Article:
Maina saga: Before the dust settles

I guess that the recent conviction of the former chairman of the defunct Pension Reform Task Team (PRTT), Abdulrasheed Maina, would have come as a welcome relief to some Nigerians that, at last, justice had prevailed. To me, however, it was more like an anti-climax. First, I expect that the incarceration should have been for a longer period going by the incalculable harm and deprivation his action, while in office, did to innocent pensioners. However, one is relieved that he was at last convicted and made to pay for his misdeeds because, going by the effect of his actions, a life sentence would have been considered more appropriate. All the same, the laws of the land relating to offences and punishments have to be respected. Secondly, and more importantly, there were many questions left unanswered in spite of his eventual conviction, I believe that answers will have to be provided for these questions before the dust finally settles on this matter. Such answers will provide relevant information to serve as a deterrent and guide in such future occurrence. Some of these questions are: how did Maina come back to this country as a “free man” after initially jumping bail?

How and why was Maina reinstated into the public service and even allegedly promoted with attendant benefits? How come that Maina was so comfortable on his return back to the country that he could even, allegedly, be aspiring to contest for the governorship of his state? Why was Maina treated as a “sacred cow” when he came back into the Country? In providing answers to these and other questions, it will be necessary to know those who were protecting Maina so much that he could think that it was going to be business as usual as if no aberration was committed in the first instance. In this regard, it is appropriate to commend various individual/bodies and the Press for not allowing the “Maina saga” to be swept under the carpet. Without their efforts, Maina could have been promoted by now to the zenith of the civil service or even elected a State Governor.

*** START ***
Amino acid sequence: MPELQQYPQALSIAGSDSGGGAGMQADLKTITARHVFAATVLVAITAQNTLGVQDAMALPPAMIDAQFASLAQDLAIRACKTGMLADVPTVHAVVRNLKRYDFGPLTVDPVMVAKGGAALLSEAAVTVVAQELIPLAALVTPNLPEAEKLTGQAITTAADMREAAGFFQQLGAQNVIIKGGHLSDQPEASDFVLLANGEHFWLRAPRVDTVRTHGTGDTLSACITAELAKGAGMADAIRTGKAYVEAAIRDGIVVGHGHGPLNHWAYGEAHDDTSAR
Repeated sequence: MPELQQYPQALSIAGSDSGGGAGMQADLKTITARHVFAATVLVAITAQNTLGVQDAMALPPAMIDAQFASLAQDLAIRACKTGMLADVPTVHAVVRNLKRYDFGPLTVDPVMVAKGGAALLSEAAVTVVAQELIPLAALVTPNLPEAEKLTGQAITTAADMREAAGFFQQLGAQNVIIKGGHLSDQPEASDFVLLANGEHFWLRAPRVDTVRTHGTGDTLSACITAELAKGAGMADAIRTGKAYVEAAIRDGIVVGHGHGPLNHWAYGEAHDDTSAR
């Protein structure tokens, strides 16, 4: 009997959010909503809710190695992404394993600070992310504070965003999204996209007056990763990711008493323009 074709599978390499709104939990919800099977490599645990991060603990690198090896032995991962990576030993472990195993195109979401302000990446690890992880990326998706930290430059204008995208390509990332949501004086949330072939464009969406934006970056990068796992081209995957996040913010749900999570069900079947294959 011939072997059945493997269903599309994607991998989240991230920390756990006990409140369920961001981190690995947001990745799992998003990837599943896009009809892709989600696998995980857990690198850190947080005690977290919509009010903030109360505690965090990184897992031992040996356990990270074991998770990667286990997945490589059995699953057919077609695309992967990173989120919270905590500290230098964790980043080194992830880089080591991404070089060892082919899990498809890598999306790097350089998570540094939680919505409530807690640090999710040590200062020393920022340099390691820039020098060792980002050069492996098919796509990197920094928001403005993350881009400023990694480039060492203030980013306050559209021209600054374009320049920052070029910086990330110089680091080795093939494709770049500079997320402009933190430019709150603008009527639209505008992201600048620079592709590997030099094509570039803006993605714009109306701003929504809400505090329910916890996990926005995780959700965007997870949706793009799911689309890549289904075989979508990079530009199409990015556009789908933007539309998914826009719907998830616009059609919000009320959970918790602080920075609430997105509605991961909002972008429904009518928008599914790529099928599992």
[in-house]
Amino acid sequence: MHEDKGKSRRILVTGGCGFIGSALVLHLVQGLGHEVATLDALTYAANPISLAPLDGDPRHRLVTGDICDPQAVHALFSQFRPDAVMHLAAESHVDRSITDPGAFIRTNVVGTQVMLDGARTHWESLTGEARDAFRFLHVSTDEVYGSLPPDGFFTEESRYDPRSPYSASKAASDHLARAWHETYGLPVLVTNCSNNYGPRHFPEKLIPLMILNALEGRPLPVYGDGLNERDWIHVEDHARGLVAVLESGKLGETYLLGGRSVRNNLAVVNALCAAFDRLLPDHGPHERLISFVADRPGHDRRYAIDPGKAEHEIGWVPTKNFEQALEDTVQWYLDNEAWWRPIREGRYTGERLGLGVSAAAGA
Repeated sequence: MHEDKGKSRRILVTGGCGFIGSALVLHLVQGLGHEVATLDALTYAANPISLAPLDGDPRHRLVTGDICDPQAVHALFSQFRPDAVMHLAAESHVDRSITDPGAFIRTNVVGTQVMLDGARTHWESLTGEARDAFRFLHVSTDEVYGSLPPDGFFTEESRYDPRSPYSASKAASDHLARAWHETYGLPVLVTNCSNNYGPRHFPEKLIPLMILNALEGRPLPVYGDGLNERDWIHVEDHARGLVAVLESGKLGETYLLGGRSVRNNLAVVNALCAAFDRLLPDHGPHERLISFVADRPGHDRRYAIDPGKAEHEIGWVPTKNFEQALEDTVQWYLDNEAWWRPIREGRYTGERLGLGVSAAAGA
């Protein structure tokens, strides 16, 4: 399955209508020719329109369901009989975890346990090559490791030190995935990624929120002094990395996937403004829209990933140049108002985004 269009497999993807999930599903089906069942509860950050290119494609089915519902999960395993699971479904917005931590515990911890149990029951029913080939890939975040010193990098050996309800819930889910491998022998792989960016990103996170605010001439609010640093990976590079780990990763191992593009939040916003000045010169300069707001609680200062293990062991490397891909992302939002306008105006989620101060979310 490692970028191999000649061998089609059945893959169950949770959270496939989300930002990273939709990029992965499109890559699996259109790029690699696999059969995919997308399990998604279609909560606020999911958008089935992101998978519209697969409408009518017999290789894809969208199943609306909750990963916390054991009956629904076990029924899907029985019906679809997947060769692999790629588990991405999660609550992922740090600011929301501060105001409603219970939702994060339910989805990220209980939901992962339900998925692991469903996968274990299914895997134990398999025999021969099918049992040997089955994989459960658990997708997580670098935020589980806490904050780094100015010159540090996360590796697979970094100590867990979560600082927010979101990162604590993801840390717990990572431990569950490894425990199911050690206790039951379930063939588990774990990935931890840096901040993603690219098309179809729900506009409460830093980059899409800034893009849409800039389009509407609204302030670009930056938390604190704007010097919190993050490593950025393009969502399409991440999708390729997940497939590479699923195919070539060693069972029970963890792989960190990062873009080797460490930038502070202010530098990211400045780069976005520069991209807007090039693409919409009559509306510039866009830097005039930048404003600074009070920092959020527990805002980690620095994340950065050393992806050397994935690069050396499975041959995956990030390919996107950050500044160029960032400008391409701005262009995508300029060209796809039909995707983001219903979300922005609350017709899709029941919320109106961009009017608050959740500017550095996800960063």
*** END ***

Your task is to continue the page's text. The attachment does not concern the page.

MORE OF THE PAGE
Apart from the foregoing, a worrisome poser is why was such monumental assignment given to a relatively junior officer who was also made to function as a Sole Administrator. In saner climes, such an assignment would, in the least, be given to an Inter-Ministerial/Departmental Committee comprising of more senior officers. Was this a case of misplaced trust, favoured assignment or a lackadaisical way of treating crucial issues? Whatever it is, this case is a serious indictment on the procedure in the Federal Civil Service. The most unfortunate thing about this saga is that the gross abuse of office with the attendant illegal acquisition of properties by Maina could be used as a yardstick of assessing civil servants generally. No wonder, it is not uncommon these days, to castigate civil servants for inefficiency, abuse of office and illegal acquisition of properties. However, it must be clearly stated that such a phenomenon does not apply to civil servants at the other levels, particularly in the state.

Generally, there are no “loose funds” at the state level to be handled with crass levity and insensitivity in the face of the states’ numerous responsibilities. Such a phenomenon can only happen where there are enormous resources without commensurate responsibilities. Is this another justification or need for “restructuring” in revenue allocation formula to ensure that much more funds are made available to tiers of government with more responsibilities? It is now very clear that if Nigerians will be much more vocal in speaking against aberrations in the conduct of Government business, justice, fair play and due process can still be enshrined. Finally, government should learn to assign responsibilities to public officers bearing in mind the importance/significance/expectations from such assignments. In essence, “rounds pegs should be placed in round holes.”

  • Osunro, a retired Permanent Secretary, writes in from Ibadan.
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